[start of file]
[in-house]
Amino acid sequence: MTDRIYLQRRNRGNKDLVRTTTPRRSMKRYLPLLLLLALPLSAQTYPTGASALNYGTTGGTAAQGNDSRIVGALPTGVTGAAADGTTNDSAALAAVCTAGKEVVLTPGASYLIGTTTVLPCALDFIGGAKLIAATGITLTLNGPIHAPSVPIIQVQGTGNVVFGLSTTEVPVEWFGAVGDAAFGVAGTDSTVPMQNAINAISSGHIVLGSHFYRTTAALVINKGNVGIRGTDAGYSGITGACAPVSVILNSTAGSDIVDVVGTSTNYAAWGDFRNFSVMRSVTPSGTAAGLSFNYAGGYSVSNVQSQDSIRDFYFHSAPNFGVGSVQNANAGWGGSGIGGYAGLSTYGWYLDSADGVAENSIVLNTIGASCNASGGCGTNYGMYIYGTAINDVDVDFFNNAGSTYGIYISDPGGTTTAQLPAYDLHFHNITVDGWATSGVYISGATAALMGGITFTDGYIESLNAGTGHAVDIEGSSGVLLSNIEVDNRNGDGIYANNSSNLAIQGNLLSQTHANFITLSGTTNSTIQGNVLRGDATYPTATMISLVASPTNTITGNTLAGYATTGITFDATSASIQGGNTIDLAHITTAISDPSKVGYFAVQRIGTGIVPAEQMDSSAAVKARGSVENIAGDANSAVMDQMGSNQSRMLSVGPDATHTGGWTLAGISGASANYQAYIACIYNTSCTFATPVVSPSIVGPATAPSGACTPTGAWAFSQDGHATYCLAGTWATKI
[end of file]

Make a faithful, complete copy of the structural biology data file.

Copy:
[in-house]
Amino acid sequence: MTDRIYLQRRNRGNKDLVRTTTPRRSMKRYLPLLLLLALPLSAQTYPTGASALNYGTTGGTAAQGNDSRIVGALPTGVTGAAADGTTNDSAALAAVCTAGKEVVLTPGASYLIGTTTVLPCALDFIGGAKLIAATGITLTLNGPIHAPSVPIIQVQGTGNVVFGLSTTEVPVEWFGAVGDAAFGVAGTDSTVPMQNAINAISSGHIVLGSHFYRTTAALVINKGNVGIRGTDAGYSGITGACAPVSVILNSTAGSDIVDVVGTSTNYAAWGDFRNFSVMRSVTPSGTAAGLSFNYAGGYSVSNVQSQDSIRDFYFHSAPNFGVGSVQNANAGWGGSGIGGYAGLSTYGWYLDSADGVAENSIVLNTIGASCNASGGCGTNYGMYIYGTAINDVDVDFFNNAGSTYGIYISDPGGTTTAQLPAYDLHFHNITVDGWATSGVYISGATAALMGGITFTDGYIESLNAGTGHAVDIEGSSGVLLSNIEVDNRNGDGIYANNSSNLAIQGNLLSQTHANFITLSGTTNSTIQGNVLRGDATYPTATMISLVASPTNTITGNTLAGYATTGITFDATSASIQGGNTIDLAHITTAISDPSKVGYFAVQRIGTGIVPAEQMDSSAAVKARGSVENIAGDANSAVMDQMGSNQSRMLSVGPDATHTGGWTLAGISGASANYQAYIACIYNTSCTFATPVVSPSIVGPATAPSGACTPTGAWAFSQDGHATYCLAGTWATKI